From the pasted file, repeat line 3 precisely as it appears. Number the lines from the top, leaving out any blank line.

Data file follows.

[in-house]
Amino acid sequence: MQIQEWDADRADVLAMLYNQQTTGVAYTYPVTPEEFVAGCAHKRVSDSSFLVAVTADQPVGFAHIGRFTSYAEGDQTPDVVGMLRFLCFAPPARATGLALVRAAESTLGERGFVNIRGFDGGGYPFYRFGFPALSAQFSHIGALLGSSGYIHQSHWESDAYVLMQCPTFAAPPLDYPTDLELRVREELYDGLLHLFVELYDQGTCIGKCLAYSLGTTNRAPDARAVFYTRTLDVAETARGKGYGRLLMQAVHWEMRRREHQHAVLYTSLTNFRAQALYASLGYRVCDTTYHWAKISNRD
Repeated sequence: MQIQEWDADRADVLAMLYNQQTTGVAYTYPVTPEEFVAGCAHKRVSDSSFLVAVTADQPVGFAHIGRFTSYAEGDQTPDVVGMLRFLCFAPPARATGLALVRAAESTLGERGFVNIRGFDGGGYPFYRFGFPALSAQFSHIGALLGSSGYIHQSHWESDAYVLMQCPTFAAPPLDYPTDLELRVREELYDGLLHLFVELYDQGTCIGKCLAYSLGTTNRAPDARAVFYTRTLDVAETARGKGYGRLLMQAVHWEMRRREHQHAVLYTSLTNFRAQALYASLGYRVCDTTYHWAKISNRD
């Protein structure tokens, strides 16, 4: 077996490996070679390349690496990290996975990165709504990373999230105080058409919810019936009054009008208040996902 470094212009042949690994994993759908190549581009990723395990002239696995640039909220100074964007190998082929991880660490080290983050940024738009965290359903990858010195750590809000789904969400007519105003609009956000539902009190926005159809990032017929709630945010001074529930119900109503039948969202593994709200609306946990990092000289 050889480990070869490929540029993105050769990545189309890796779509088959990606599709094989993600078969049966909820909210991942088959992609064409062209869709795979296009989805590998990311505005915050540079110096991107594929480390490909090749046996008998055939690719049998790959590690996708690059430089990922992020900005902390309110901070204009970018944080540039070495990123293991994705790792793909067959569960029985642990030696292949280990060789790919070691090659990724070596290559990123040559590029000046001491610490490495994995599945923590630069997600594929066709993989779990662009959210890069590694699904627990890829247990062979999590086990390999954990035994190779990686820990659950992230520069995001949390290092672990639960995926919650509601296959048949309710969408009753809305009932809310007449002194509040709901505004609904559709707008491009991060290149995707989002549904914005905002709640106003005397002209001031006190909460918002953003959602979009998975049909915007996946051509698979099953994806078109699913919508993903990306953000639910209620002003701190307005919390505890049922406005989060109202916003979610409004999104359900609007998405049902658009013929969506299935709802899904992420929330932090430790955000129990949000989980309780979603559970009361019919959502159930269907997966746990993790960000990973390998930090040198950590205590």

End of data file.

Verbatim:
Repeated sequence: MQIQEWDADRADVLAMLYNQQTTGVAYTYPVTPEEFVAGCAHKRVSDSSFLVAVTADQPVGFAHIGRFTSYAEGDQTPDVVGMLRFLCFAPPARATGLALVRAAESTLGERGFVNIRGFDGGGYPFYRFGFPALSAQFSHIGALLGSSGYIHQSHWESDAYVLMQCPTFAAPPLDYPTDLELRVREELYDGLLHLFVELYDQGTCIGKCLAYSLGTTNRAPDARAVFYTRTLDVAETARGKGYGRLLMQAVHWEMRRREHQHAVLYTSLTNFRAQALYASLGYRVCDTTYHWAKISNRD